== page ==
Fireworks, particularly those put on haphazardly by neighbors and friends, send shivers down canine and feline spines. Animal shelters take in more runaway pets at Fourth of July than at any other time of the year.
Never take a pet to any event with fireworks. Low frequency, percussive noises such as fireworks — and summer thunderstorms — trigger wild fear in 20 percent to 30 percent of dogs. Well-behaved pets may become aggressive, destructive and unpredictable. Noises from fireworks can also hurt your cat’s or dog’s sensitive ears.
If your pet hates fireworks, get ready ahead of time. Choose the darkest or most cozy room, preferably with few or no windows. Close windows, blinds and curtains, leaving the air conditioner running.
If the pet is not in a crate, make sure there is a hiding place, such as a closet or space under a bed. Leave TV, radio, stereo playing to distract your pet. For a dog, consider buying a wonderful large super hard (safe) natural bone from the pet store to keep your pet busy and distracted. Or engage the pet in play with a rope toy or ball. Your pet will be much more secure if you can stay at home with them for most of the time.
Never cuddle or scold your pet when they become frightened. Cuddling will reinforce fearful behavior, and scolding will confuse and further frighten the pet.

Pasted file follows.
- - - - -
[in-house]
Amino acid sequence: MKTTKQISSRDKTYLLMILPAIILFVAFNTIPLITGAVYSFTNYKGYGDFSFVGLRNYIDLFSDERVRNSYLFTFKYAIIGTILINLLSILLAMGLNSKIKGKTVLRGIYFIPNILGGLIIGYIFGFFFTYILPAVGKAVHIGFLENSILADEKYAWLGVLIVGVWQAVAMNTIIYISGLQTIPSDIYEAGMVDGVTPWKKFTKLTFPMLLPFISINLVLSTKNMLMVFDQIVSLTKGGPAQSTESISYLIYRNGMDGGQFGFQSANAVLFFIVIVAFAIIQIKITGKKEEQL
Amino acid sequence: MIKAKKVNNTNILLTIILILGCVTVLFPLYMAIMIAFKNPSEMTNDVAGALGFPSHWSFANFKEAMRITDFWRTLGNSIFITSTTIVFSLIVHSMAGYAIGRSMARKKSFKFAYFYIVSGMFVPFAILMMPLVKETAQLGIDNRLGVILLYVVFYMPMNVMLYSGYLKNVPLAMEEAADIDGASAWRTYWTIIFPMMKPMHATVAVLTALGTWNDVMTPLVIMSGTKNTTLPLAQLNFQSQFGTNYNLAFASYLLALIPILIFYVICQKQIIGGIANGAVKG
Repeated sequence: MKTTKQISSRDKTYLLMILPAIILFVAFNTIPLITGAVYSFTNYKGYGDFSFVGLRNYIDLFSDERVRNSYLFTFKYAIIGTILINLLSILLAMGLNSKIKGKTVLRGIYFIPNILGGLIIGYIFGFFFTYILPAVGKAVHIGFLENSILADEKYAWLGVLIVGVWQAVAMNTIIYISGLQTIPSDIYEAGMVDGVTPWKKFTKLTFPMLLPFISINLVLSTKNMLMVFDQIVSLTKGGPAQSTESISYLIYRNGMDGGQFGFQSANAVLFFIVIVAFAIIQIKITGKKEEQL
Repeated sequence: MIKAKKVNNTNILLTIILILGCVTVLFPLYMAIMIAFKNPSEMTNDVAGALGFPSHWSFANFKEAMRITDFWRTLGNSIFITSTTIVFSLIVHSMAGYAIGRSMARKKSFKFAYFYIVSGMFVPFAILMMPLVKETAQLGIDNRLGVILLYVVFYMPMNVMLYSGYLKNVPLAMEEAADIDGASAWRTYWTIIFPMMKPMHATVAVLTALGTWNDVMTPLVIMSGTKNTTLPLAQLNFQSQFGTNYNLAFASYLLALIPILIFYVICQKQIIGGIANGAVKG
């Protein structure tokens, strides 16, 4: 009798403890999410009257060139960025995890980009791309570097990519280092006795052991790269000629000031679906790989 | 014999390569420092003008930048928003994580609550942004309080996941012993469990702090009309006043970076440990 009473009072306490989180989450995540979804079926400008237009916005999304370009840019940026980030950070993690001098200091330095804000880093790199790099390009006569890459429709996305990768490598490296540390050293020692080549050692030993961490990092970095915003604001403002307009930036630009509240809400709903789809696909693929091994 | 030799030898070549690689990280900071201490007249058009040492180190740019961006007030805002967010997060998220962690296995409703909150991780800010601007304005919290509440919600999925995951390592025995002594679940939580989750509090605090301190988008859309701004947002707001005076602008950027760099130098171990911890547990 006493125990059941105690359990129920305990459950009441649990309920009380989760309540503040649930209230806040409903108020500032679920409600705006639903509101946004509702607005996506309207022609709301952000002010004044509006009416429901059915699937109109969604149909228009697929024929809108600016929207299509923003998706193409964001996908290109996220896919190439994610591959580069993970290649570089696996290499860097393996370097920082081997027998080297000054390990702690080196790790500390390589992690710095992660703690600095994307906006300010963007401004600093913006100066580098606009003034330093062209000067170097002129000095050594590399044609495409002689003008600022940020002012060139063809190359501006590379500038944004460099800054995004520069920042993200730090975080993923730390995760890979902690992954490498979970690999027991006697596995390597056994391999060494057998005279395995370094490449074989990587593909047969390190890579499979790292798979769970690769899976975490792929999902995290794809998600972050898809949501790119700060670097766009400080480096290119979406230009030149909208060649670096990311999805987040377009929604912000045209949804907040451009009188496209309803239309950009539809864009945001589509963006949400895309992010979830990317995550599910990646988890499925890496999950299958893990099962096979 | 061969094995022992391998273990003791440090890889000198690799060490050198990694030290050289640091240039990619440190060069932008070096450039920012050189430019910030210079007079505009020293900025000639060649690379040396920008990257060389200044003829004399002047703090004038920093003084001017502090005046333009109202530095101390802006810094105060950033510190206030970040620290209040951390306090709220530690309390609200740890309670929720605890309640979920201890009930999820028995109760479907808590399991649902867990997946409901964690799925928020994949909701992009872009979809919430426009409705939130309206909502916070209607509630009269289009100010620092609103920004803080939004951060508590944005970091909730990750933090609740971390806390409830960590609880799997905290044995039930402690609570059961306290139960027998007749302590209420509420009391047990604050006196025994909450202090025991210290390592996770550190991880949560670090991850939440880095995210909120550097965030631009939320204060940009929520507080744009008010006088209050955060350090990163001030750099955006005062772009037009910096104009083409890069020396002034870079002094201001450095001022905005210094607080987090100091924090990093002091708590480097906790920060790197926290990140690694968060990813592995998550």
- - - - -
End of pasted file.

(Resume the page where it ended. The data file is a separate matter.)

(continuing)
You should ignore the noises and remain confident and unbothered by the noise outside. Instead distract the pet with a toy or a long-lasting chew.
Never leave your pets outside, even in a fenced yard, anytime when fireworks might be going off, even in the distance. Leash walking is recommended even in your backyard. A frightened pet will climb or jump a fence, bolt out a cracked door, or do anything to try to avoid the frightening sounds. Just to be safe, make sure your pet has a collar and ID tag on at all times.
Many find that pheromone-producing plug-ins work wonders with stress and anxiety in pets. Thundershirts or other anxiety wraps, which swaddle the animal snugly, also calm some dogs.
Talk to your veterinarian in advance for recommendations on safe alternatives to help avoid fear, anxiety and stress in your pet.
Have a happy and safe Fourth of July!
SATURDAY: 10 a.m. to 4 p.m., Palmer Park Art Market, ARNO Adoptables! Enjoy art, crafts, great food and drink, and meet adoptable pets. South Claiborne and South Carrollton avenues.
SATURDAY: 11 a.m. to 1 p.m., Care Cadet Camp Dogs adoption event at Clearview Mall, 4436 Veterans Blvd. For more information http://www.la-spca.org.
SUNDAY: 1 p.m. to 4:30 p.m., Pet First Aid/CPR Course sponsored by LA/SPCA and taught by Red Cross certified instructor. $65, pre-registration required. Held at 1700 Mardi Gras Blvd. Call (504) 368-5191, ext. 154.
Over 55? Purina will pay adoption fee for approved applicants for a cat or a dog. Go to http://www.purina.com/petsfor55plus.
Charlotte Bass Lilly is CEO of Animal Rescue New Orleans, a 501c3 nonprofit. ARNO operates a volunteer-based, no-kill shelter in the Elmwood Industrial section of Jefferson Parish and depends upon people from all over the country who have followed since Katrina. Contact ARNO at firstname.lastname@example.org, http://www.animalrescueneworleans.org, or leave a message at (504) 571-1900.
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